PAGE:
Skaldic Poetry of the Scandinavian Middle Ages

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Þrándr í Gǫtu (Þrándr)

11th century; volume 1; ed. Diana Whaley;

Kredda (Kredda) - 1

Skj info: Þrándr í Gǫtu, Færøsk høvding, 11. årh. (AI, 211, BI, 202).

Skj poems:
Kredda

Þrándr (Þrándr), whose nickname refers to his farmstead Gata, on the Faroese island of Austrey, is the Machiavellian hero of Fœreyinga saga (Fær), who deploys wiles and magic in a series of manoeuvres mostly directed against the paragon Sigmundr Brestison, liegeman of King Óláfr Tryggvason (r. c. 995-c. 1000), and his advocacy of royal power and Christianity in the islands. The unique Kredda is the only verse utterance attributed to him.

Kredda — Þrándr KreddaI

Diana Whaley 2012, ‘(Introduction to) Þrándr í Gǫtu, Kredda’ in Diana Whaley (ed.), Poetry from the Kings’ Sagas 1: From Mythical Times to c. 1035. Skaldic Poetry of the Scandinavian Middle Ages 1. Brepols, Turnhout, p. 802.

 1 

Skj: Þrándr í Gǫtu: Kredda, (credo) (AI, 211, BI, 202); stanzas (if different): [v]

in texts: Flat, Fær

SkP info: I, 802

old edition introduction edition manuscripts transcriptions concordance references search files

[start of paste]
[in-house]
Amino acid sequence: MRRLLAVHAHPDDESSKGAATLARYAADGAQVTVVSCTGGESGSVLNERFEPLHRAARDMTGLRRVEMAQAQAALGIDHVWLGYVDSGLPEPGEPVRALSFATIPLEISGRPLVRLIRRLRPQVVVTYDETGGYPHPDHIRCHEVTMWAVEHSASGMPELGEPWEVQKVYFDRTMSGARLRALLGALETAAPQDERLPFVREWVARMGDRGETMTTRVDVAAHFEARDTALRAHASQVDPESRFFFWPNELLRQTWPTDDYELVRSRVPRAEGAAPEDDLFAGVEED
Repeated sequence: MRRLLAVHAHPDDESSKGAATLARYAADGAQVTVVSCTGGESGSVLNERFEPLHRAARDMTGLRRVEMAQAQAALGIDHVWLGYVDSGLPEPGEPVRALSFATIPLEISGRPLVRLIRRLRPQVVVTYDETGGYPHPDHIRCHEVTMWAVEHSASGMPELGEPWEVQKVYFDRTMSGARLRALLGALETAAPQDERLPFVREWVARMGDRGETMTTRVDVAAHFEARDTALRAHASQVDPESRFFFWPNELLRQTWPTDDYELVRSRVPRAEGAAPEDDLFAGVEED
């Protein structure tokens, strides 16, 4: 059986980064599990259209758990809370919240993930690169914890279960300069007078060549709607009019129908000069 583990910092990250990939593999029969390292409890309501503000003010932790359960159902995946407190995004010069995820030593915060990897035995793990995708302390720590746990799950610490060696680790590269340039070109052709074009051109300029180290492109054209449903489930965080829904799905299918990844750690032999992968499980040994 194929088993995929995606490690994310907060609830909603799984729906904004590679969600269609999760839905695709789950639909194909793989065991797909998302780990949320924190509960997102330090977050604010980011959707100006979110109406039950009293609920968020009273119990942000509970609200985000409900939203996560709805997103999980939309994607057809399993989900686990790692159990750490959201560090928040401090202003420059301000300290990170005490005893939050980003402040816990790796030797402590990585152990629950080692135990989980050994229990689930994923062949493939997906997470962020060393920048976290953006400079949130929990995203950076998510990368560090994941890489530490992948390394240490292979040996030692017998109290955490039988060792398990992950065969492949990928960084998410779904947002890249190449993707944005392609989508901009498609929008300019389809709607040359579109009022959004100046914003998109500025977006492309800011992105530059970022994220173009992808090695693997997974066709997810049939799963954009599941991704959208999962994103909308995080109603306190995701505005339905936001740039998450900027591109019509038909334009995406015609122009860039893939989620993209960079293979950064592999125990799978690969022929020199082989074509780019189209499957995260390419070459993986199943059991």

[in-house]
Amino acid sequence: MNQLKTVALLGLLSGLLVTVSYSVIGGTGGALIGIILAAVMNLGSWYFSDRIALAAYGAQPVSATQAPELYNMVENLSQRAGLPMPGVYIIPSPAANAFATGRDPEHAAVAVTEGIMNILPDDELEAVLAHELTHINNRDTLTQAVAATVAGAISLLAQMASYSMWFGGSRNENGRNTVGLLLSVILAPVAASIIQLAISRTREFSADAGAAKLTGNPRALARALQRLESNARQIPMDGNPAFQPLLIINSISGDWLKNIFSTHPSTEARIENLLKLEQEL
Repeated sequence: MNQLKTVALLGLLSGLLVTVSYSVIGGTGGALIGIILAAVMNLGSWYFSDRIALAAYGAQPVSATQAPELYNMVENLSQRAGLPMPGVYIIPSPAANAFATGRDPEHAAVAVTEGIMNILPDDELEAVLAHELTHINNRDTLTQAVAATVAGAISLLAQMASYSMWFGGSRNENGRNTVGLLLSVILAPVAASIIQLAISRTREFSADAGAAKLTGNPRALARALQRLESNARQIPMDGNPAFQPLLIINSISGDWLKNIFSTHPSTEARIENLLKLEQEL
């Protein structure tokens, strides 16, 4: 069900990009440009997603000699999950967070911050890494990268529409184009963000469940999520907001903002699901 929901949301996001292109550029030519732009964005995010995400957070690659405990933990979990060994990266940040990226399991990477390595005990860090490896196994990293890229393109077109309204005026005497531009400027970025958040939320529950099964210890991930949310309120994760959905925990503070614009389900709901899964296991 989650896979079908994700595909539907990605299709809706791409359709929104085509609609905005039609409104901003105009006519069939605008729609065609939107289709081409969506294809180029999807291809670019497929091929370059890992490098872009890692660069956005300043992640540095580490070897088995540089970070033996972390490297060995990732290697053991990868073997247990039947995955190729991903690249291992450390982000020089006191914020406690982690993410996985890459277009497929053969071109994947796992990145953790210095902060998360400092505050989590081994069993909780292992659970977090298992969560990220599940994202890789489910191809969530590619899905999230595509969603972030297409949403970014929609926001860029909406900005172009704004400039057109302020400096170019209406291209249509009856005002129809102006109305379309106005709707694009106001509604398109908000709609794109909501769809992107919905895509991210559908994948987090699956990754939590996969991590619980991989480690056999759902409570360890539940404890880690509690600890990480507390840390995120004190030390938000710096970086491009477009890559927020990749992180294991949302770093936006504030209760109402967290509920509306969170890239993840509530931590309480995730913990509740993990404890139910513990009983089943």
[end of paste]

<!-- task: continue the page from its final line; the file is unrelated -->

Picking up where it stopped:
This málaháttr stanza (Þrándr Kredda) is the only verse citation in Fær; indeed its Faroese provenance is exceptional. If genuine it belongs in the early eleventh century. The word kredda is directly or indirectly from Lat. credo ‘creed’ (lit. ‘I believe’) and is first recorded in the Fær narrative. The stanza, however, is not a statement of the articles of Christian belief such as is found in the Nicene, Apostles’ or Athanasian Creeds, and hence is not so much an idiosyncratic creed as not a creed at all, but rather an early example of an ‘angel prayer’ and ‘going out prayer’. It is discussed in detail by Foote (1969a, mainly on metre and text, and Foote 1969b, mainly on context, title and genre). The stanza is preserved only in Flat (ms. Flat), within its text of Fær; a copy in 761bˣ derives from there and therefore has no independent value.

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